A neurologist at the centre of Northern Ireland’s largest patient recall will not give evidence to a public inquiry examining issues around his work.
It was been concluded that Dr Michael Watt is medically unfit to appear before the inquiry panel, its chairman Brett Lockhart QC said.
The Independent Neurology Inquiry was established in 2018 after thousands of Dr Watt’s patients were recalled amid concerns about misdiagnosis of brain conditions.
It was given the status of a public inquiry in 2020.
In an update on the work of the inquiry, Mr Lockhart confirmed that the neurologist would not be giving evidence.
A witness summons was served on Dr Watt in March 2021 but his legal representatives responded with a medical report indicating his unfitness to appear.
The inquiry then offered clarification as to what would be required of the doctor in giving evidence and asked that a further medical opinion be sought in light of that updated information.
A further medical report reached the same conclusion. Mr Lockhart then sought an independent assessment of Dr Watt’s condition and that report also concluded that he was unfit to give evidence.
“The inquiry panel has carefully considered specialist reports provided to them addressing Dr Watt’s unfitness to give evidence,” Mr Lockhart said.
“The inquiry also obtained an independent specialist’s opinion who agreed that Dr Watt is not fit to give evidence.
“I believe that we have explored all reasonable options to facilitate Dr Watt’s involvement. We have, however, concluded that Dr Watt’s unfitness to give evidence does not significantly impact upon the inquiry’s ability to address its terms of reference, which has a focus on governance.”
He added: “We understand that this may distress or disappoint some patients and their families given the recalls that have taken place. The fact that this inquiry cannot hear from Dr Watt does not prevent us from answering the questions we were asked to consider.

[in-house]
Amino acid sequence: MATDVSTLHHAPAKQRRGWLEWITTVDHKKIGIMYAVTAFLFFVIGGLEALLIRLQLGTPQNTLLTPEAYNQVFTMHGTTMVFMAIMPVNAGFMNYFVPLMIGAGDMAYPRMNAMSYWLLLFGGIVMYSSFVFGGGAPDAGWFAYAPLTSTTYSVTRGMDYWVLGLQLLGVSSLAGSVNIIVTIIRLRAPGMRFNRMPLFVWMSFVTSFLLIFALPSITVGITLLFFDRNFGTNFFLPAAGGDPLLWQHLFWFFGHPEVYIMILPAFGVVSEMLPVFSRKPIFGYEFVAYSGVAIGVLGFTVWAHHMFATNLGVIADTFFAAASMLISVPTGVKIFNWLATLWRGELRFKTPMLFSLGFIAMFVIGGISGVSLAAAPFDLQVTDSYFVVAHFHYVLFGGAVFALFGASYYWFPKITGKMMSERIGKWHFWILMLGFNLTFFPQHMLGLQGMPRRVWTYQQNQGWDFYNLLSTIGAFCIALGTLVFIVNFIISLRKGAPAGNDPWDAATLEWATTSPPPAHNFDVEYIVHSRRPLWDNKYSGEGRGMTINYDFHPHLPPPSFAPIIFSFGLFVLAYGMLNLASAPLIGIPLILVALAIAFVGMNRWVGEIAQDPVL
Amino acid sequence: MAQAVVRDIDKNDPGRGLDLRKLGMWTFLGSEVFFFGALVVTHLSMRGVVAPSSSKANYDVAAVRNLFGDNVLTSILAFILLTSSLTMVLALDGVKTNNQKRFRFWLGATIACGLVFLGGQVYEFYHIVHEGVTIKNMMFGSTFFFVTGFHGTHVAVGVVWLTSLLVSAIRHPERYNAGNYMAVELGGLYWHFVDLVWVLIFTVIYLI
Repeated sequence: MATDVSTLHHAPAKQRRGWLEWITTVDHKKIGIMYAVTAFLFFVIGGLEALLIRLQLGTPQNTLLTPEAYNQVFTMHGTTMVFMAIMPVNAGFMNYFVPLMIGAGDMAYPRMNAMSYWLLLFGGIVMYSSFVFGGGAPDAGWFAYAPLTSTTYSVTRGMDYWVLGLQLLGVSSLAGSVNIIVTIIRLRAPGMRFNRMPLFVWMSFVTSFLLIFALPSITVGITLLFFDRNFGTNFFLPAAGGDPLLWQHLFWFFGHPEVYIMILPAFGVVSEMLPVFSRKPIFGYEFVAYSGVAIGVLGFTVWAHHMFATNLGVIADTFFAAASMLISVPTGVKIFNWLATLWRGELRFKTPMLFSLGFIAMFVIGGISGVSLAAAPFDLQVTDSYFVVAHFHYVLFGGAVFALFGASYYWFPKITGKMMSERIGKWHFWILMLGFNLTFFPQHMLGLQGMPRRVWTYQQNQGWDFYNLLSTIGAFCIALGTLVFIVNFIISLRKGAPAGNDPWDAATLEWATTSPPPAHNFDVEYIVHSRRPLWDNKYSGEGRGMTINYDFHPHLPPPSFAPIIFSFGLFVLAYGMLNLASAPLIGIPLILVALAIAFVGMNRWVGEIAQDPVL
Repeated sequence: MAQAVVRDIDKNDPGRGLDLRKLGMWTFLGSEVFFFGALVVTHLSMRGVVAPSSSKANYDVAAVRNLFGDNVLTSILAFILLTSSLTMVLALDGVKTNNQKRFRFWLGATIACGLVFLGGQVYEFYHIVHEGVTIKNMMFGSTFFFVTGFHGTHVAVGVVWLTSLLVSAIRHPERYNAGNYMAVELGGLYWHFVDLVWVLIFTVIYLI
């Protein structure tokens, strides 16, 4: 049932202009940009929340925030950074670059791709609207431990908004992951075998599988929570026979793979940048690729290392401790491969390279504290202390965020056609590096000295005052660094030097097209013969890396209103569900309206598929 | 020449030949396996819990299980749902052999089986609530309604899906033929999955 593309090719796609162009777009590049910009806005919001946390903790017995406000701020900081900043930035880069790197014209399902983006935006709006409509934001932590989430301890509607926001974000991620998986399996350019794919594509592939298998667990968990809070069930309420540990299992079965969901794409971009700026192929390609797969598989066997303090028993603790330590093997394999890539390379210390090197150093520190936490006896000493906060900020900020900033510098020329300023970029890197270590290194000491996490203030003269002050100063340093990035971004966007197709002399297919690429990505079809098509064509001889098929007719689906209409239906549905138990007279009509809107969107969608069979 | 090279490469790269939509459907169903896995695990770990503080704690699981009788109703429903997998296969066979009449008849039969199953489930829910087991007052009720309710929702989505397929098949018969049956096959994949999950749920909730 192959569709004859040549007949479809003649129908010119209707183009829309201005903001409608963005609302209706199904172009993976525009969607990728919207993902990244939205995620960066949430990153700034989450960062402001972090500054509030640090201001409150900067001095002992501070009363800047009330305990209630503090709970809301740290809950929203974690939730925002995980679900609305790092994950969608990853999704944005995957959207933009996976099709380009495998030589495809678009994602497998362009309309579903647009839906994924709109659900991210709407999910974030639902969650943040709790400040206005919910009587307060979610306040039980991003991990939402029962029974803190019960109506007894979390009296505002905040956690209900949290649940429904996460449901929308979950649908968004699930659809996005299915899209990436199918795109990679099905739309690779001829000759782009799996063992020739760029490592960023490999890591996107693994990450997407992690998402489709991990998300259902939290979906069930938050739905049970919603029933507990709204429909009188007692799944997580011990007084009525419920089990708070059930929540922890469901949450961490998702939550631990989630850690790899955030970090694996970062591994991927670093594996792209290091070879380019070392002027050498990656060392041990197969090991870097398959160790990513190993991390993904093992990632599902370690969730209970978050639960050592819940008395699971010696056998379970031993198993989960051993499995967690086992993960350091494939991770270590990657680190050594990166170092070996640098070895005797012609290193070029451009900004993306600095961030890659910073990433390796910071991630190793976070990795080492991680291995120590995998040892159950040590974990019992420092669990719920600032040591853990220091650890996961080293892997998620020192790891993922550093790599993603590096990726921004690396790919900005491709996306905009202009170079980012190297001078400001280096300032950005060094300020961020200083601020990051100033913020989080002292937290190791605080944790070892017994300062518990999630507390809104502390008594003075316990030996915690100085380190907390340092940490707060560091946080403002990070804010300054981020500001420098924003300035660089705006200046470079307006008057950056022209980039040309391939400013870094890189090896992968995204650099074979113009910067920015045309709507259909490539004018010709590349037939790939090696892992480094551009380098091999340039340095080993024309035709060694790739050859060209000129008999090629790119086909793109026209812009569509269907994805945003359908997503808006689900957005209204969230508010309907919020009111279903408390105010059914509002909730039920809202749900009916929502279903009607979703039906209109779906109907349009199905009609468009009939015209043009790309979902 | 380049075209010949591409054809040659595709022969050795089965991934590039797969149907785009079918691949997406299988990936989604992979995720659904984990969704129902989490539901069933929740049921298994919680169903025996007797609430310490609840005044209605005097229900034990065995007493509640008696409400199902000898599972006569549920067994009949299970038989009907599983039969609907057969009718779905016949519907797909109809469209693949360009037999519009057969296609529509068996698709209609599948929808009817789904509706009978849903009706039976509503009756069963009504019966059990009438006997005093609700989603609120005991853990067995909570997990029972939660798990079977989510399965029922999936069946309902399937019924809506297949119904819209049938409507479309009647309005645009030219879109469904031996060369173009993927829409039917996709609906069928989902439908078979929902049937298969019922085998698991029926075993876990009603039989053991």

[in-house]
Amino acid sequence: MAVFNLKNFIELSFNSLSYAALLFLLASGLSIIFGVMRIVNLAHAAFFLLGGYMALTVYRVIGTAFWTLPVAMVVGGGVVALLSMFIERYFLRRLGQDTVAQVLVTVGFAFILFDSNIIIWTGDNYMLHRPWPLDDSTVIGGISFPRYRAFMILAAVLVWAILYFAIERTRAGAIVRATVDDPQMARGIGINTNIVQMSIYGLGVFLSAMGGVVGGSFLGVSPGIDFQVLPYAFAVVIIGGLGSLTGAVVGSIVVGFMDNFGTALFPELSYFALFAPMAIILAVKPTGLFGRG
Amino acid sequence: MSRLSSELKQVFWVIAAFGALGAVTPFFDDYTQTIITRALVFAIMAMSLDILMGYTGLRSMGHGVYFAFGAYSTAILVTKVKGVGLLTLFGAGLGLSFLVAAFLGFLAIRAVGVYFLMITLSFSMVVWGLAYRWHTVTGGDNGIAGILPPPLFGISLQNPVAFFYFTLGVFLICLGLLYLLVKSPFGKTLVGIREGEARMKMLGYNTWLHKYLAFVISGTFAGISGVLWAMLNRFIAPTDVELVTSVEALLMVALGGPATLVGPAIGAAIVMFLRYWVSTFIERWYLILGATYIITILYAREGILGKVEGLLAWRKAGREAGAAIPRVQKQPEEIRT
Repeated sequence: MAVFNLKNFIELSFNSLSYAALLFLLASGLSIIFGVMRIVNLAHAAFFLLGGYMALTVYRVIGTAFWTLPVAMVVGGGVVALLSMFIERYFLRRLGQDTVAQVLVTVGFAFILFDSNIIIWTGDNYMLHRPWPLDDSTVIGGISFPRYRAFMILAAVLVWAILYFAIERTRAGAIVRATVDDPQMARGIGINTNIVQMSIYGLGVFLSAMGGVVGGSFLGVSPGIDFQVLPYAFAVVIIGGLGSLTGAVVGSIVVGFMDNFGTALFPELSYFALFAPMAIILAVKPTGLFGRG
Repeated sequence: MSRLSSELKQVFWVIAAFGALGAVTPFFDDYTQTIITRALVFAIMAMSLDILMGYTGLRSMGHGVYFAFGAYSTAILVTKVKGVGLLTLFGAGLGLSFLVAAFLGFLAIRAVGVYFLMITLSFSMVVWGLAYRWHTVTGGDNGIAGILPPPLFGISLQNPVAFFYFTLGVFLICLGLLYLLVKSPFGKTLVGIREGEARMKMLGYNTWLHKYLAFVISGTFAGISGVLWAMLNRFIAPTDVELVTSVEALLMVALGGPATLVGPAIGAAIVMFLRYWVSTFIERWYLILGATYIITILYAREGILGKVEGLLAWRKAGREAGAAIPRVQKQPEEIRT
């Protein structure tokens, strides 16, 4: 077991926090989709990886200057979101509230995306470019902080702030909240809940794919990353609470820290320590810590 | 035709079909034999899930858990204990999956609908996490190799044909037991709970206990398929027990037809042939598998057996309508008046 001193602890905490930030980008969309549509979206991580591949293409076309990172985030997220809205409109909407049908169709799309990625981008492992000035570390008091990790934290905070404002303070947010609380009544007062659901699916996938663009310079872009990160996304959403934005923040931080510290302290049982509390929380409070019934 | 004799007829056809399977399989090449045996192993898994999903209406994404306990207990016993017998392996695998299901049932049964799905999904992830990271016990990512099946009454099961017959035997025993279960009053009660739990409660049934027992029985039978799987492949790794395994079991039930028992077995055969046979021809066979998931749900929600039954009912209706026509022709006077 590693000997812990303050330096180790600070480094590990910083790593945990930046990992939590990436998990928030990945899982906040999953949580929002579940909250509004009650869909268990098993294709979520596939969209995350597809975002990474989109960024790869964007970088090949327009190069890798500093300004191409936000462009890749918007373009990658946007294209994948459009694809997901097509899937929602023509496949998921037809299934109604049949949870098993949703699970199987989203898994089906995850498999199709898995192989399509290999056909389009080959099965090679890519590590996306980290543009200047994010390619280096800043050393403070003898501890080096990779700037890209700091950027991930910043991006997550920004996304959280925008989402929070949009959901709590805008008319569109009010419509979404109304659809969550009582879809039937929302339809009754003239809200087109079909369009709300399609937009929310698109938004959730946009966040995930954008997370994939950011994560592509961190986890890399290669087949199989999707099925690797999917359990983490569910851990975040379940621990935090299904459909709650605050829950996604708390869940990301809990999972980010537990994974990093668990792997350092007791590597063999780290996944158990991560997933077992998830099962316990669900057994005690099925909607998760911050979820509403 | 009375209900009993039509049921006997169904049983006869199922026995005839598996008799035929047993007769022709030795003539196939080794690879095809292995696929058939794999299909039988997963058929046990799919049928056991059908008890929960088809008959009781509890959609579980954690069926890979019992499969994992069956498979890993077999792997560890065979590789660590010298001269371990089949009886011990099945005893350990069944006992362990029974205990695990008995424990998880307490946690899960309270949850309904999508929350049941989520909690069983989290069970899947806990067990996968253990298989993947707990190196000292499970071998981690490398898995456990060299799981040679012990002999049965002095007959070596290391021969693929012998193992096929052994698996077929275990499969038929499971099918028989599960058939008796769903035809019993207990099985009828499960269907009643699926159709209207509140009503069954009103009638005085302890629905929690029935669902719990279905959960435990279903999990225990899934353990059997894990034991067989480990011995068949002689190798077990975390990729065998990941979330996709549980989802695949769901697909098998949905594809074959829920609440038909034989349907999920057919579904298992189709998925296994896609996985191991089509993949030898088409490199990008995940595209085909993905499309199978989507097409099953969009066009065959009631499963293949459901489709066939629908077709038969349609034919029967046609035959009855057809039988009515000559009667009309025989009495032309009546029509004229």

“It is important to note that the inquiry is not responsible for making decisions in relation to the clinical practice of Dr Watt, which is the responsibility of the General Medical Council.”
The last scheduled oral hearing of the inquiry took place last month. To date, it has met on 153 occasions, received evidence on 212 occasions from witnesses and considered 137,000 pages of evidence.
Mr Lockhart said the inquiry remained willing to hear from patients or family members through a questionnaire available on the inquiry’s website. The deadline for returning the questionnaires was August 26.
“We will then consider any additional submissions,” he said.
“We will allow anyone potentially criticised in the report the opportunity to respond to the issues raised before finalising the report and delivering it to the Minister of Health.”
In April, Health Minister Robin Swann issued an unreserved public apology after telling the Stormont Assembly that around a fifth of high risk patients seen by Dr Watt had received an “insecure diagnosis”.
The announcement came as the Dr Watt’s former employers at the Belfast Health Trust triggered a third recall, involving 209 former patients of the retired neurologist.